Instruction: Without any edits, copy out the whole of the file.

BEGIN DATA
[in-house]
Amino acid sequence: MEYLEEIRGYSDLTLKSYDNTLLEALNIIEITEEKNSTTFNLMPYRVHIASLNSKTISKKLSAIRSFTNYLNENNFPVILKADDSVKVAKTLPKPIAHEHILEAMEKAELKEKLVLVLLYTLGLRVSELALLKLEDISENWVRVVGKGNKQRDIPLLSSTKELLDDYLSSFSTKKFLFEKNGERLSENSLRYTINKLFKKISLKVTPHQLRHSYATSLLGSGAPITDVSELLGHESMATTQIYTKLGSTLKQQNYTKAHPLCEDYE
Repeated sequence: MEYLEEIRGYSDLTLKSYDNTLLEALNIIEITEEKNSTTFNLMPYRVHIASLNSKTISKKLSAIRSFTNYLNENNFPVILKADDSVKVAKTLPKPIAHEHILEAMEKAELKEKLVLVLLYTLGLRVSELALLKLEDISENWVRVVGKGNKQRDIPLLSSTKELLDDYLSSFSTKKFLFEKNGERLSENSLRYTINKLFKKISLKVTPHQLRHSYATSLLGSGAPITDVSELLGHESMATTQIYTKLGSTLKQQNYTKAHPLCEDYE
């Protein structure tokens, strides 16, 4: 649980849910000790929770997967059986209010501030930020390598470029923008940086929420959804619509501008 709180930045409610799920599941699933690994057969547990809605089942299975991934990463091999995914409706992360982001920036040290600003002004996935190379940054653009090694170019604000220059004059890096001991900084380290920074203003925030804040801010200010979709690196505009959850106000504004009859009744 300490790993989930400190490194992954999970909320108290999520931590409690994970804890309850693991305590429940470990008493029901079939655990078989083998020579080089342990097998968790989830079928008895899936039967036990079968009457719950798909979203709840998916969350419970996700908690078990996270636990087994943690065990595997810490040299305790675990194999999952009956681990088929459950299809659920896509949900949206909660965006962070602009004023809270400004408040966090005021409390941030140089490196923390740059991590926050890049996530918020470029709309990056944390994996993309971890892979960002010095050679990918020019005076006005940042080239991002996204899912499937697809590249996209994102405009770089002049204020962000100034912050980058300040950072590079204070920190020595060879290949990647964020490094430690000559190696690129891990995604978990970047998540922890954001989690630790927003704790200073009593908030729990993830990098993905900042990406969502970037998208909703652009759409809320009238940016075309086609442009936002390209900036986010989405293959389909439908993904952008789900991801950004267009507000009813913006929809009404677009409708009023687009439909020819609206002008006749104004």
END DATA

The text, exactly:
[in-house]
Amino acid sequence: MEYLEEIRGYSDLTLKSYDNTLLEALNIIEITEEKNSTTFNLMPYRVHIASLNSKTISKKLSAIRSFTNYLNENNFPVILKADDSVKVAKTLPKPIAHEHILEAMEKAELKEKLVLVLLYTLGLRVSELALLKLEDISENWVRVVGKGNKQRDIPLLSSTKELLDDYLSSFSTKKFLFEKNGERLSENSLRYTINKLFKKISLKVTPHQLRHSYATSLLGSGAPITDVSELLGHESMATTQIYTKLGSTLKQQNYTKAHPLCEDYE
Repeated sequence: MEYLEEIRGYSDLTLKSYDNTLLEALNIIEITEEKNSTTFNLMPYRVHIASLNSKTISKKLSAIRSFTNYLNENNFPVILKADDSVKVAKTLPKPIAHEHILEAMEKAELKEKLVLVLLYTLGLRVSELALLKLEDISENWVRVVGKGNKQRDIPLLSSTKELLDDYLSSFSTKKFLFEKNGERLSENSLRYTINKLFKKISLKVTPHQLRHSYATSLLGSGAPITDVSELLGHESMATTQIYTKLGSTLKQQNYTKAHPLCEDYE
């Protein structure tokens, strides 16, 4: 649980849910000790929770997967059986209010501030930020390598470029923008940086929420959804619509501008 709180930045409610799920599941699933690994057969547990809605089942299975991934990463091999995914409706992360982001920036040290600003002004996935190379940054653009090694170019604000220059004059890096001991900084380290920074203003925030804040801010200010979709690196505009959850106000504004009859009744 300490790993989930400190490194992954999970909320108290999520931590409690994970804890309850693991305590429940470990008493029901079939655990078989083998020579080089342990097998968790989830079928008895899936039967036990079968009457719950798909979203709840998916969350419970996700908690078990996270636990087994943690065990595997810490040299305790675990194999999952009956681990088929459950299809659920896509949900949206909660965006962070602009004023809270400004408040966090005021409390941030140089490196923390740059991590926050890049996530918020470029709309990056944390994996993309971890892979960002010095050679990918020019005076006005940042080239991002996204899912499937697809590249996209994102405009770089002049204020962000100034912050980058300040950072590079204070920190020595060879290949990647964020490094430690000559190696690129891990995604978990970047998540922890954001989690630790927003704790200073009593908030729990993830990098993905900042990406969502970037998208909703652009759409809320009238940016075309086609442009936002390209900036986010989405293959389909439908993904952008789900991801950004267009507000009813913006929809009404677009409708009023687009439909020819609206002008006749104004």